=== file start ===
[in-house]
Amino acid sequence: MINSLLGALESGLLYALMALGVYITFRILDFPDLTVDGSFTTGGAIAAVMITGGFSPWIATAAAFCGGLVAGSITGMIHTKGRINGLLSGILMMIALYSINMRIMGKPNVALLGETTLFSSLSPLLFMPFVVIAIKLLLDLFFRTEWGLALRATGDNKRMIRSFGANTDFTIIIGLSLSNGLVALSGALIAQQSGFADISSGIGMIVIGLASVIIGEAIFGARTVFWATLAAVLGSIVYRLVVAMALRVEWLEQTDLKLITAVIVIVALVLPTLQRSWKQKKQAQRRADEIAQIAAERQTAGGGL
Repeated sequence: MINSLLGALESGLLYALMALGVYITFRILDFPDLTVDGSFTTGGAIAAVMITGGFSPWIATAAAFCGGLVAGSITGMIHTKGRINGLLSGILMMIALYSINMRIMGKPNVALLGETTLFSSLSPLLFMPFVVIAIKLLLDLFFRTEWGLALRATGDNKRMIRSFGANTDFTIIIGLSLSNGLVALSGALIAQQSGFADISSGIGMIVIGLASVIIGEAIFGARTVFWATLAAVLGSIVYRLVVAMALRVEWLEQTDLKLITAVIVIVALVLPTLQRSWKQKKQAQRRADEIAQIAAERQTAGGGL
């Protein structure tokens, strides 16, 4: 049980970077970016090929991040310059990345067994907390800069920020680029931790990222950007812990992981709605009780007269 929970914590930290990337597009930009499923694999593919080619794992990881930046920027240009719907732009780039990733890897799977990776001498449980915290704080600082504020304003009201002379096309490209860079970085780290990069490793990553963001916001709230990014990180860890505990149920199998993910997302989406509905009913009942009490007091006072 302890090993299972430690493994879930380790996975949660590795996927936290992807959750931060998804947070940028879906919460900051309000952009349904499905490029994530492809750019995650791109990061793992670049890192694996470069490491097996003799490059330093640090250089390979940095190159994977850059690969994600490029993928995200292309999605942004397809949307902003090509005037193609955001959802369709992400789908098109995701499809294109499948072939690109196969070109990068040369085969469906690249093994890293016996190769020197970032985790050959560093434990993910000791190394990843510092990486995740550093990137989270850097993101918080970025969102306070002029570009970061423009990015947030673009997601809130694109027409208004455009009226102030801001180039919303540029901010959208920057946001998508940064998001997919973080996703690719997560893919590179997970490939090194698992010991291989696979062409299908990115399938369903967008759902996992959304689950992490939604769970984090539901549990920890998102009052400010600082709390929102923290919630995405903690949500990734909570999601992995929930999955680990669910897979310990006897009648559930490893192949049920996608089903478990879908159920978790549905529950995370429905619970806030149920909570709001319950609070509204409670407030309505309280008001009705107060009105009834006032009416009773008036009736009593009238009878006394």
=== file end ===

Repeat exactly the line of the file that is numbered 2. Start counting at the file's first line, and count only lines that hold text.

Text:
Amino acid sequence: MINSLLGALESGLLYALMALGVYITFRILDFPDLTVDGSFTTGGAIAAVMITGGFSPWIATAAAFCGGLVAGSITGMIHTKGRINGLLSGILMMIALYSINMRIMGKPNVALLGETTLFSSLSPLLFMPFVVIAIKLLLDLFFRTEWGLALRATGDNKRMIRSFGANTDFTIIIGLSLSNGLVALSGALIAQQSGFADISSGIGMIVIGLASVIIGEAIFGARTVFWATLAAVLGSIVYRLVVAMALRVEWLEQTDLKLITAVIVIVALVLPTLQRSWKQKKQAQRRADEIAQIAAERQTAGGGL